For North Americans, the Korean War is a forgotten war. But on the Korean Peninsula, the three-year catastrophe is unforgettable, with trauma and distrust that continue today.
It doesn’t have to be that way. But fear of a dehumanized communist enemy allows current U.S. policies of isolation to continue despite a minimal track record of success.
Fear of compromise is connected to polarization that makes the C-word political suicide. Fear of a nuclear-armed enemy is connected to a relationship based on a 1950s war that resulted only in 70 years of saber rattling. Fear of the economic burden of someday implementing real unification — a view on the future held especially among younger South Koreans — is connected to faith in financial security rather than an even higher power.
“Perfect love casts out fear; for fear has to do with punishment, and whoever fears has not reached perfection in love” (1 John 4:18).
Diplomacy fails on the Korean Peninsula because the only methods being used are sanctions that punish — and the systems in place can withstand them.
The Democratic People’s Republic of Korea (North Korea) outlasted the Soviet Union. North Korea’s close relationship with China means economic sanctions imposed by other nations make life for many uncomfortable, but not impossible.
Mennonite Central Committee United Nations Office director Chris Rice shared June 9 during a Christian reconciliation forum in South Korea that exchanges between people are the best way forward, because recognizing others’ shared humanity brings change.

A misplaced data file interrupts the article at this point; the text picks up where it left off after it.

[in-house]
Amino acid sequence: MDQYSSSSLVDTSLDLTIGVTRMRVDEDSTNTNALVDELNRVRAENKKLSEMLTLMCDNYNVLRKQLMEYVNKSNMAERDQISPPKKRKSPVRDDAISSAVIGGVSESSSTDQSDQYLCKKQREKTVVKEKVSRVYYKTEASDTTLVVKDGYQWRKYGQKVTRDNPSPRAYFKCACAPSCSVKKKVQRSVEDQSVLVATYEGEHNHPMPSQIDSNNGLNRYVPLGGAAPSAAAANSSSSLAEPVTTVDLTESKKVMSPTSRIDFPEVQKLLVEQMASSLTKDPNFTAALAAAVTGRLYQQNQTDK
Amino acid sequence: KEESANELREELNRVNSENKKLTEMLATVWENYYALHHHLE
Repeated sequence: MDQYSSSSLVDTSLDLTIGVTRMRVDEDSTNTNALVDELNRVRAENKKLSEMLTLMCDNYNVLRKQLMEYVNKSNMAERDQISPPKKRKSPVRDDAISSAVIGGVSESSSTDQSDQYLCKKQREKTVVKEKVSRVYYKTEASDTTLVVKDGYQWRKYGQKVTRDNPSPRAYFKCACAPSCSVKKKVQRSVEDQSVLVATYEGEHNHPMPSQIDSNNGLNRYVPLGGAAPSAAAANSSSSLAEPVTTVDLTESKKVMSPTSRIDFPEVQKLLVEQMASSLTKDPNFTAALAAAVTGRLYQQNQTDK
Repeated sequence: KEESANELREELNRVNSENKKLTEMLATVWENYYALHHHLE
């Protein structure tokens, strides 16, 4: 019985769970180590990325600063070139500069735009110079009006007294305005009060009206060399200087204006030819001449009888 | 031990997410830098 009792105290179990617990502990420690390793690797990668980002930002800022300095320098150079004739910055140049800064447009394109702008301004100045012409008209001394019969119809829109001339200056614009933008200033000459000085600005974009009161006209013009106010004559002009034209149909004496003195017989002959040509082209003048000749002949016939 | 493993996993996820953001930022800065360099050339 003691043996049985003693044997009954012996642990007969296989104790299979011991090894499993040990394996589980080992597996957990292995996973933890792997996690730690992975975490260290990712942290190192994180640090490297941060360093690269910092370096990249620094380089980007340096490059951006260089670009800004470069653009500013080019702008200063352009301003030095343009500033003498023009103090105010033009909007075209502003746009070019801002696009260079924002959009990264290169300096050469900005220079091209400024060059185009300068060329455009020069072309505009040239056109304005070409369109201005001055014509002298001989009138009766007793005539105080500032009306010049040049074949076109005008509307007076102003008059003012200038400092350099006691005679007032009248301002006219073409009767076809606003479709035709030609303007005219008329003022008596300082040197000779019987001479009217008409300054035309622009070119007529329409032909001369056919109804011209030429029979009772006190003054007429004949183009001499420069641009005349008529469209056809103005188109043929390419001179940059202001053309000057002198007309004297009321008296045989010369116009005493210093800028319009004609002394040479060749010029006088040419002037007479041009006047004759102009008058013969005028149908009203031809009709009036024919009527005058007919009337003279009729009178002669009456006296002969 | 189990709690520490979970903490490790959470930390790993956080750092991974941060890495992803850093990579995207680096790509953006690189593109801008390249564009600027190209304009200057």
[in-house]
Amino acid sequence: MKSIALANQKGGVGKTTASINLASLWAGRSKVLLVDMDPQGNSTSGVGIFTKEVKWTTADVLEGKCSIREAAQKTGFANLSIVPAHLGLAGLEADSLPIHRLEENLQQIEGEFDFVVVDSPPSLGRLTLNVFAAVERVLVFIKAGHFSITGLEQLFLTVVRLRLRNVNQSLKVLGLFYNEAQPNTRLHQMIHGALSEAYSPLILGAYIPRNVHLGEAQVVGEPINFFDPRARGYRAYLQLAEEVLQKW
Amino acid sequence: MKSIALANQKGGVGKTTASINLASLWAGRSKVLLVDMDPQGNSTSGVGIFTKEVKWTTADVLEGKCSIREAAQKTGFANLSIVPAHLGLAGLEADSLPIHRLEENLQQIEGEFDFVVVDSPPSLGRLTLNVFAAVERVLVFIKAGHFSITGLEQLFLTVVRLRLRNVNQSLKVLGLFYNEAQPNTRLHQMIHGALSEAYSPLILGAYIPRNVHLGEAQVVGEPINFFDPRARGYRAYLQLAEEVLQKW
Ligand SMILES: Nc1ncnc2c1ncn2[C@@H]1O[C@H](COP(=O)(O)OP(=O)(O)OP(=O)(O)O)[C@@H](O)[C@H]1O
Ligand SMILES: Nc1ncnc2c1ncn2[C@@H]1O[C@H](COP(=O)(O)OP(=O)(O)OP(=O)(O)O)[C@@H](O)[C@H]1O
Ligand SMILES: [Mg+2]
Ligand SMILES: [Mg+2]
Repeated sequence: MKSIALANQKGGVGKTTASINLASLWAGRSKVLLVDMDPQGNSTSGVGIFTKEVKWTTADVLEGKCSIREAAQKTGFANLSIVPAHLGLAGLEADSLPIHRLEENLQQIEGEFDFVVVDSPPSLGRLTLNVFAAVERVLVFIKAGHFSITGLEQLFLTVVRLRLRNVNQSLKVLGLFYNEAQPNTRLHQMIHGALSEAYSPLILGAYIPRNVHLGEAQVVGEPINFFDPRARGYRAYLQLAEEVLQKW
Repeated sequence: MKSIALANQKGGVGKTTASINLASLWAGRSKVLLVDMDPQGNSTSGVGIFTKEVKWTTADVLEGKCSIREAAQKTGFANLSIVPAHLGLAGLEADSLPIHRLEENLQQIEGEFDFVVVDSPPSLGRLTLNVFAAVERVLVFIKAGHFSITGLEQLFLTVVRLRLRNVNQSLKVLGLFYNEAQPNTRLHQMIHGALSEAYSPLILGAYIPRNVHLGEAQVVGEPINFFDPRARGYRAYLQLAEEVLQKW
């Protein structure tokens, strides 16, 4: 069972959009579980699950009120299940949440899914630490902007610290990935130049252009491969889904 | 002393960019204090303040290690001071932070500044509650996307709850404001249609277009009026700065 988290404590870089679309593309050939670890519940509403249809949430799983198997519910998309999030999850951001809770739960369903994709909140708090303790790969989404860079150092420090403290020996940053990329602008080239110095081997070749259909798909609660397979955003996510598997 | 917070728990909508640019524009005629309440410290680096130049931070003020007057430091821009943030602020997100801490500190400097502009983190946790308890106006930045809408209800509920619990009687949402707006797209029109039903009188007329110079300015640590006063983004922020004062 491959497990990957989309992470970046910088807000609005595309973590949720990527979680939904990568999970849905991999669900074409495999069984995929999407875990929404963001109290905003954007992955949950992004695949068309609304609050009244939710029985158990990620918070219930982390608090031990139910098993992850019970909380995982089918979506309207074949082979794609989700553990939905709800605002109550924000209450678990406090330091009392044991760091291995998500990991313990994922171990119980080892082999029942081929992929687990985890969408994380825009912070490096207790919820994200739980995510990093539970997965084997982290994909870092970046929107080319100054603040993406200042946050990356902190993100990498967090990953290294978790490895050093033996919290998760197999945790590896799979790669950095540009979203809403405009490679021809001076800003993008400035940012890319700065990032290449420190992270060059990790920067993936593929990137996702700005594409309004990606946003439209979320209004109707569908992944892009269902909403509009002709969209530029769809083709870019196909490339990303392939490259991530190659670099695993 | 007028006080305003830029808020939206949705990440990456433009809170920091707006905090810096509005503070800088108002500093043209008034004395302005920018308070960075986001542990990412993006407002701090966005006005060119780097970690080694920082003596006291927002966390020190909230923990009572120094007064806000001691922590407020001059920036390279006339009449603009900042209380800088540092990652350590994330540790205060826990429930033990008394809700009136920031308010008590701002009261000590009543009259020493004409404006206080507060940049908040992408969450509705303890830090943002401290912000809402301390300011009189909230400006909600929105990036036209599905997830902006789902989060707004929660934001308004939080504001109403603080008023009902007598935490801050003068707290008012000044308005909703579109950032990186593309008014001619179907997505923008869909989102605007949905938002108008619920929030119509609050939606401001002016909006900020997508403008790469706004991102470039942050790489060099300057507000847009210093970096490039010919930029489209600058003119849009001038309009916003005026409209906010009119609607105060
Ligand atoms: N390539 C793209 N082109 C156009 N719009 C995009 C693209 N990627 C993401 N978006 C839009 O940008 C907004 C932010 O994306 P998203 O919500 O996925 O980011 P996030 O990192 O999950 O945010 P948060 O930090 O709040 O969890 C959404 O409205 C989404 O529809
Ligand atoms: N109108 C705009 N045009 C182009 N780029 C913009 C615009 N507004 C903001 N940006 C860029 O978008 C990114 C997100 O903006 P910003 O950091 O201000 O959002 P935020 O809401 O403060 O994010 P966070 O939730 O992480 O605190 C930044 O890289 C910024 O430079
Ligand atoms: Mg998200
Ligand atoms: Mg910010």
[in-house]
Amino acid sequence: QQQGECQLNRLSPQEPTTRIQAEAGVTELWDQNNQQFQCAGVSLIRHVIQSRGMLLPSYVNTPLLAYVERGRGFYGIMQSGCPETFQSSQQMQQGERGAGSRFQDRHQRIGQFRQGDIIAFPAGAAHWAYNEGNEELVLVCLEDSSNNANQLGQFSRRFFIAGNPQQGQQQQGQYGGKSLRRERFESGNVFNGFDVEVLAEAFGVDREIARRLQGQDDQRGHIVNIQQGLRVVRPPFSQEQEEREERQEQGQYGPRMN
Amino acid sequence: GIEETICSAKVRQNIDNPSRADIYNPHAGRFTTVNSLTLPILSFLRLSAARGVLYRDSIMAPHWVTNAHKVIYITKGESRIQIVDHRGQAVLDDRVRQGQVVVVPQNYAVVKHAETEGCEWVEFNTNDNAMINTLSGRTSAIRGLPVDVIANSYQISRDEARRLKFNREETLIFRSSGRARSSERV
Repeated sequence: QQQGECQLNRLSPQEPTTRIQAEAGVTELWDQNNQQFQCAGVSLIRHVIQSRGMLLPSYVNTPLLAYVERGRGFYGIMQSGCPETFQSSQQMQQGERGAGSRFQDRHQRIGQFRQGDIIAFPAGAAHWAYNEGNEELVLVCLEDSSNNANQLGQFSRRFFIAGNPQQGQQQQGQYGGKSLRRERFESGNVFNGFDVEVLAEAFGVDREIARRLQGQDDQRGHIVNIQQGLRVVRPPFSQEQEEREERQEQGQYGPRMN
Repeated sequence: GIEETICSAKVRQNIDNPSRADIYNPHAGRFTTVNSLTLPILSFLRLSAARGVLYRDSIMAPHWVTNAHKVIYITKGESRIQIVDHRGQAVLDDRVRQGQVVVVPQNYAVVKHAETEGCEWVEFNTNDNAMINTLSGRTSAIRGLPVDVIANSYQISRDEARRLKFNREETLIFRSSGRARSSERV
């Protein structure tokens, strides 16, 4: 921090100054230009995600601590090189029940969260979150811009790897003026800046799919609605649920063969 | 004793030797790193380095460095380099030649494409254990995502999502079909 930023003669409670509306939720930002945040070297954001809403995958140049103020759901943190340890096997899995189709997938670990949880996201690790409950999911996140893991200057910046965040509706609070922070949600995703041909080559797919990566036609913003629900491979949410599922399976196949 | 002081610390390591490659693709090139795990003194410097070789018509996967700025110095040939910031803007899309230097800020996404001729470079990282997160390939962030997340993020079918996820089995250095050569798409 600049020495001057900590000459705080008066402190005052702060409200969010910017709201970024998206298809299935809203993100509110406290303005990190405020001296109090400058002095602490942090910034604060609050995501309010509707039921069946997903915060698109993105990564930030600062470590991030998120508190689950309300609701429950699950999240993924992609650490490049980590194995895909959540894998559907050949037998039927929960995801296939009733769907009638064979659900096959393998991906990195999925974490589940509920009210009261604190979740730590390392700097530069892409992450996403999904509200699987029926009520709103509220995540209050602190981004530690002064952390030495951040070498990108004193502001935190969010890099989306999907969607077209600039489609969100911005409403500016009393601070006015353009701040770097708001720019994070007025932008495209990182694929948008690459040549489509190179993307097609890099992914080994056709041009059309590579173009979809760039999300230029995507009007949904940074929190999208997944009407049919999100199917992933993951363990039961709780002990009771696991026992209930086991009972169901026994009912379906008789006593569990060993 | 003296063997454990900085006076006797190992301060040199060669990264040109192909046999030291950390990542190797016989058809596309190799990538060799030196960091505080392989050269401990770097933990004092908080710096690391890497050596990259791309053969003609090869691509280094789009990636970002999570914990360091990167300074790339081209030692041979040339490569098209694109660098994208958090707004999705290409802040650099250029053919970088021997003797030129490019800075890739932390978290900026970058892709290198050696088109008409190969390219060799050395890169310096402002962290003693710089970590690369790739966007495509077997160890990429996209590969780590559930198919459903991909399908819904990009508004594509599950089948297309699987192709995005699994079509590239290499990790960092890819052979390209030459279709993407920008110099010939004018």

“There’s no nation we’ve encountered yet willing to take the lead in constructive diplomacy,” Rice said. “There’s pressure. Coercion. But there’s no persuasion, and that’s a very dangerous thing, because the U.S. does not have diplomatic relations with North Korea. There’s no trust, no communication.
“The United States has diplomatic relations with all kinds of nations we don’t like. With China there’s interaction. Same goes for Vietnam. But there are no channels like that with North Korea, and that’s very dangerous.”
Through his roles with MCC as an area representative based in South Korea and later working at advocacy at the U.N., Rice has visited North Korea several times.
“We travel together, we eat together. We learn about each other’s families,” he said. “We have many disagreements, but these relationships give us an empathy for the people. That’s different than the government.”
If isolation hasn’t worked, the opposite might. Openness proved to be the downfall of East Germany, where hunger for freedom and prosperity proved too much for a wall thought to be impenetrable. A system didn’t tear down that wall in 1989. People did. And the first thing that passed through it was an embrace.
Openness doesn’t mean approval of certain North Korean positions or support for policies that run counter to the professed ideals of Canada or the U.S. It simply allows a door to be opened for relationships that could lead to peacebuilding opportunities.
Openness is a command in 1 John 4:21: “Those who love God must love their brothers and sisters also.” If Christians in the U.S., Canada, South Korea and other sanctioning nations desire to love their North Korean brother and sister, the first step should be openness to starting a relationship.